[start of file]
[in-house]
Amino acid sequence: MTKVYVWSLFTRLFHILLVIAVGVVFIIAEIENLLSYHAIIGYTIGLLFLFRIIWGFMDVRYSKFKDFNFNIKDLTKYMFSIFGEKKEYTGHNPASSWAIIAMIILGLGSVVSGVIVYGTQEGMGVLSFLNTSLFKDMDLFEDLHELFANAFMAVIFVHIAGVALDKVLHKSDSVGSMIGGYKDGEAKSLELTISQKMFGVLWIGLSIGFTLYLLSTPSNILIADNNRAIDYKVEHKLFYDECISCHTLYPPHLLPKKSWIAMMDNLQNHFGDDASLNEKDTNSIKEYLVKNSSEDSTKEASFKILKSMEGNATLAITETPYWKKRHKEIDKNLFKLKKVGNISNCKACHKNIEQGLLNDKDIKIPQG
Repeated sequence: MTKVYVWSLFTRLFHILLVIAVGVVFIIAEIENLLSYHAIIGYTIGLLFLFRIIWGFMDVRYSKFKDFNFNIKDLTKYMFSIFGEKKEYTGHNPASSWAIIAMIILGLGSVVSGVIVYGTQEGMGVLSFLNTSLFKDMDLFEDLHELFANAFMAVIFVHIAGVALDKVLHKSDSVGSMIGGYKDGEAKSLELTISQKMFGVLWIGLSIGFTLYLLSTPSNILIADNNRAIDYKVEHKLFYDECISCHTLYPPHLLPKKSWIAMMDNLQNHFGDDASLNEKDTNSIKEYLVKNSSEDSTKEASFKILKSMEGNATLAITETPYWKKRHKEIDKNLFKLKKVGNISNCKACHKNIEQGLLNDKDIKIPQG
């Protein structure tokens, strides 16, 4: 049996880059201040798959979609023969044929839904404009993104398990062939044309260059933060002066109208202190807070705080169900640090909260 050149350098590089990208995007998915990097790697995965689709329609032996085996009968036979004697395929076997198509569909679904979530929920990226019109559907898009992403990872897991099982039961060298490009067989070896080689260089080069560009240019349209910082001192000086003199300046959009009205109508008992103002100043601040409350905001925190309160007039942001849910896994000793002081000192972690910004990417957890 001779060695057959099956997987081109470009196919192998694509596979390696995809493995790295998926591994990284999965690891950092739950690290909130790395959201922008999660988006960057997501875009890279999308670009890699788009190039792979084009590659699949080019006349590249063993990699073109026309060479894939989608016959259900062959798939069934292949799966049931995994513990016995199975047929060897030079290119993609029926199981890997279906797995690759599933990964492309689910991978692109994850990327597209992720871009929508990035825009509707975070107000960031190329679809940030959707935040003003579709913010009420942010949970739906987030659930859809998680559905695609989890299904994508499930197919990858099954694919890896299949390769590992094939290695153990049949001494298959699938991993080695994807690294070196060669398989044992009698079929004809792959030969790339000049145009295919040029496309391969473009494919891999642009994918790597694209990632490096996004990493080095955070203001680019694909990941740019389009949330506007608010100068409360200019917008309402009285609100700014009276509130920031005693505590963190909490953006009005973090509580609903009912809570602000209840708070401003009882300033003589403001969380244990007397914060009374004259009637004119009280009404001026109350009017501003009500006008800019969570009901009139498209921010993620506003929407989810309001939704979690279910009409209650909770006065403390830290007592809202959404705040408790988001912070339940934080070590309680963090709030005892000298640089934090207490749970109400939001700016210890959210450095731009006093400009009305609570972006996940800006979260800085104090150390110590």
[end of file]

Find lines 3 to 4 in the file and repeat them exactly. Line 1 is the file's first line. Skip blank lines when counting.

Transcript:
Repeated sequence: MTKVYVWSLFTRLFHILLVIAVGVVFIIAEIENLLSYHAIIGYTIGLLFLFRIIWGFMDVRYSKFKDFNFNIKDLTKYMFSIFGEKKEYTGHNPASSWAIIAMIILGLGSVVSGVIVYGTQEGMGVLSFLNTSLFKDMDLFEDLHELFANAFMAVIFVHIAGVALDKVLHKSDSVGSMIGGYKDGEAKSLELTISQKMFGVLWIGLSIGFTLYLLSTPSNILIADNNRAIDYKVEHKLFYDECISCHTLYPPHLLPKKSWIAMMDNLQNHFGDDASLNEKDTNSIKEYLVKNSSEDSTKEASFKILKSMEGNATLAITETPYWKKRHKEIDKNLFKLKKVGNISNCKACHKNIEQGLLNDKDIKIPQG
């Protein structure tokens, strides 16, 4: 049996880059201040798959979609023969044929839904404009993104398990062939044309260059933060002066109208202190807070705080169900640090909260 050149350098590089990208995007998915990097790697995965689709329609032996085996009968036979004697395929076997198509569909679904979530929920990226019109559907898009992403990872897991099982039961060298490009067989070896080689260089080069560009240019349209910082001192000086003199300046959009009205109508008992103002100043601040409350905001925190309160007039942001849910896994000793002081000192972690910004990417957890 001779060695057959099956997987081109470009196919192998694509596979390696995809493995790295998926591994990284999965690891950092739950690290909130790395959201922008999660988006960057997501875009890279999308670009890699788009190039792979084009590659699949080019006349590249063993990699073109026309060479894939989608016959259900062959798939069934292949799966049931995994513990016995199975047929060897030079290119993609029926199981890997279906797995690759599933990964492309689910991978692109994850990327597209992720871009929508990035825009509707975070107000960031190329679809940030959707935040003003579709913010009420942010949970739906987030659930859809998680559905695609989890299904994508499930197919990858099954694919890896299949390769590992094939290695153990049949001494298959699938991993080695994807690294070196060669398989044992009698079929004809792959030969790339000049145009295919040029496309391969473009494919891999642009994918790597694209990632490096996004990493080095955070203001680019694909990941740019389009949330506007608010100068409360200019917008309402009285609100700014009276509130920031005693505590963190909490953006009005973090509580609903009912809570602000209840708070401003009882300033003589403001969380244990007397914060009374004259009637004119009280009404001026109350009017501003009500006008800019969570009901009139498209921010993620506003929407989810309001939704979690279910009409209650909770006065403390830290007592809202959404705040408790988001912070339940934080070590309680963090709030005892000298640089934090207490749970109400939001700016210890959210450095731009006093400009009305609570972006996940800006979260800085104090150390110590």